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Interfacial Chemistry and Physics in Solar Energy Conversion

Background & Motivation

Due to an increasing demand in global energy and critical concerns about climate, there is a pressing need to develop clean and sustainable energy conversion and storage strategies. Harvesting solar energy is one of the most promising approaches to solve current energy demands. However, the underlying mechanism of the high photovoltaic conversion efficiency remains still unclear. This severely impedes further improvement of the solar cells efficiency. It is believed that the interfacial charge transfer between a semiconductor (usually as a donor) and an acceptor in the organic solar cells is a crucial process that affects the power conversion efficiency. In addition, our group is also interested in deeply understanding singlet fission of organic semiconductors while working on their interfaces with acceptors for solar energy conversion.

Our primary goal is to unravel the structures, kinetics, and reaction dynamics of organic semiconductor donor-acceptor interfaces, organic semiconductor/inorganic semiconductor interfaces, metal nanomaterials/semiconductor interfaces, and 2D nanomaterials/semiconductors interfaces. The unique techniques recently developed in our laboratory allow for examining both electronic dynamics and chemical reaction mechanisms occurring at interfaces.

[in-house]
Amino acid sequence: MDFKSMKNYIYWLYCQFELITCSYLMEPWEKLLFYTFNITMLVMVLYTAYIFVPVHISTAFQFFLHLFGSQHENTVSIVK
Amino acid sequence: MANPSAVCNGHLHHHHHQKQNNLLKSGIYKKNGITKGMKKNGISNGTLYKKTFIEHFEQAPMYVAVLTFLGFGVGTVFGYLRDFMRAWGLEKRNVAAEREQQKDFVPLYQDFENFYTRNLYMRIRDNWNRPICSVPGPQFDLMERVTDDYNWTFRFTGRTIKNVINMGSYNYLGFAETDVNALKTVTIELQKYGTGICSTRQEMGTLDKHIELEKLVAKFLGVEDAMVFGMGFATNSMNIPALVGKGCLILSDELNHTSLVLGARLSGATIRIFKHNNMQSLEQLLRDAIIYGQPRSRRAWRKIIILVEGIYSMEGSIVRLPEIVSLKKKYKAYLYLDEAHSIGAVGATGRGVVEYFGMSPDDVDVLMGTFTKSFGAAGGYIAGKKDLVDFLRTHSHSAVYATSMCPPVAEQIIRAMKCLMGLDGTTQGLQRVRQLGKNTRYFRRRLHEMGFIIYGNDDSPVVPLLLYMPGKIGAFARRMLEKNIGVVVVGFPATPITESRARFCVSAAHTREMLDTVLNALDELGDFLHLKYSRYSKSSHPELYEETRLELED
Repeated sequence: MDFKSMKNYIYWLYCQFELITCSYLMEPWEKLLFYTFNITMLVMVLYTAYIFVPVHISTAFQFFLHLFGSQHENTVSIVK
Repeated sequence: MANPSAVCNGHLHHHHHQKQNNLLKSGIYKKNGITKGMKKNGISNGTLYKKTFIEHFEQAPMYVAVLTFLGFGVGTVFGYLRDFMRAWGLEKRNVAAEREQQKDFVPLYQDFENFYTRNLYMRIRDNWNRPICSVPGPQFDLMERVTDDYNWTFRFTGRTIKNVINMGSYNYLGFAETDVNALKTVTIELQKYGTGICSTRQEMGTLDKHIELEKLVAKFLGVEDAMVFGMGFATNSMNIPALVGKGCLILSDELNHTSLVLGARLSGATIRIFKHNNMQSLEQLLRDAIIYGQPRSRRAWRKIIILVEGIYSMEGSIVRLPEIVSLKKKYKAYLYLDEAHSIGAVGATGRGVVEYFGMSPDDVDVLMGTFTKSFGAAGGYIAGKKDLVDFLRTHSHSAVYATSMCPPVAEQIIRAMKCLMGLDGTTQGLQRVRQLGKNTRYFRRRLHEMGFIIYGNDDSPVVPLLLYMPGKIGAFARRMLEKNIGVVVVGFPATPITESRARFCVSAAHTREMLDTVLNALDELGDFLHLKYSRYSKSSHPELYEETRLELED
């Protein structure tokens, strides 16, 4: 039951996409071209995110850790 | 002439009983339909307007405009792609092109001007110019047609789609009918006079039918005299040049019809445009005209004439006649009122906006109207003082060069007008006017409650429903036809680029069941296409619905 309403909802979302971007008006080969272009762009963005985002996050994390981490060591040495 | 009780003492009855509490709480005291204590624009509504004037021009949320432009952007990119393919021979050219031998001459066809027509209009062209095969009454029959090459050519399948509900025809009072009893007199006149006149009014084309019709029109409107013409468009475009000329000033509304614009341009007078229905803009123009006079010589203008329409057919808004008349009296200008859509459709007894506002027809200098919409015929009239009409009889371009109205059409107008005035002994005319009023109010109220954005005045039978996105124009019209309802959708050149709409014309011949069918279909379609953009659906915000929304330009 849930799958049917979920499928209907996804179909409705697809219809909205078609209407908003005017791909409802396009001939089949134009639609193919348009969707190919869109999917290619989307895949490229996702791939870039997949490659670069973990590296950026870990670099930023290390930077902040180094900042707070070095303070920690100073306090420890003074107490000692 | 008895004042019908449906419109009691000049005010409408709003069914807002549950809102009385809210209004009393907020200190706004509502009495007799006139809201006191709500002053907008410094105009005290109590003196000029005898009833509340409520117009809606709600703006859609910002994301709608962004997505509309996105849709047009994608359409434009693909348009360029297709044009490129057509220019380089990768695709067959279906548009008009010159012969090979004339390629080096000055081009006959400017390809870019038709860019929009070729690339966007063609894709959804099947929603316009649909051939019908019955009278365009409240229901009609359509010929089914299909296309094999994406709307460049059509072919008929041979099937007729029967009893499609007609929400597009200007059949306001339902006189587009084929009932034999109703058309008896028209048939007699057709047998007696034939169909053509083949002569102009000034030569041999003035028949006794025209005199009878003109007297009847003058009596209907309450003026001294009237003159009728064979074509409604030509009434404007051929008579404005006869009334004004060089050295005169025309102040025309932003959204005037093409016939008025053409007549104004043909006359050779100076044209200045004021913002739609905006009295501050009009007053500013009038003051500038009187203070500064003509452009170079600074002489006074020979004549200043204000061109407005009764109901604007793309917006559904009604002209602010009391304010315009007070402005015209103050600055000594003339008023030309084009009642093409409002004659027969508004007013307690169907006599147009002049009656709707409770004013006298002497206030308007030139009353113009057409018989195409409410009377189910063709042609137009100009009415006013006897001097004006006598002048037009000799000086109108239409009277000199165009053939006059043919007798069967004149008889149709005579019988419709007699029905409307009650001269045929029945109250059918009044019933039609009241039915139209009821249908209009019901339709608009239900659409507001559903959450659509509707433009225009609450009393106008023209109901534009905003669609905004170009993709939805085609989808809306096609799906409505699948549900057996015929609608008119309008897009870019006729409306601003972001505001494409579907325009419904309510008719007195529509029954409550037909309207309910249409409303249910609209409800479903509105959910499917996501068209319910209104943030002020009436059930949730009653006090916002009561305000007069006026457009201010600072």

Experimental Methods

  • Heterodyne-detection electronic sum frequency generation

  • Heterodyne-detection vibrational sum frequency generation

  • Two-dimensional electronic sum frequency generation (2D-ESFG)

  • Two-dimensional electronic-vibrational sum frequency generation (2D-EVSFG)

  • Two-dimensional electronic spectroscopy (2D-ES)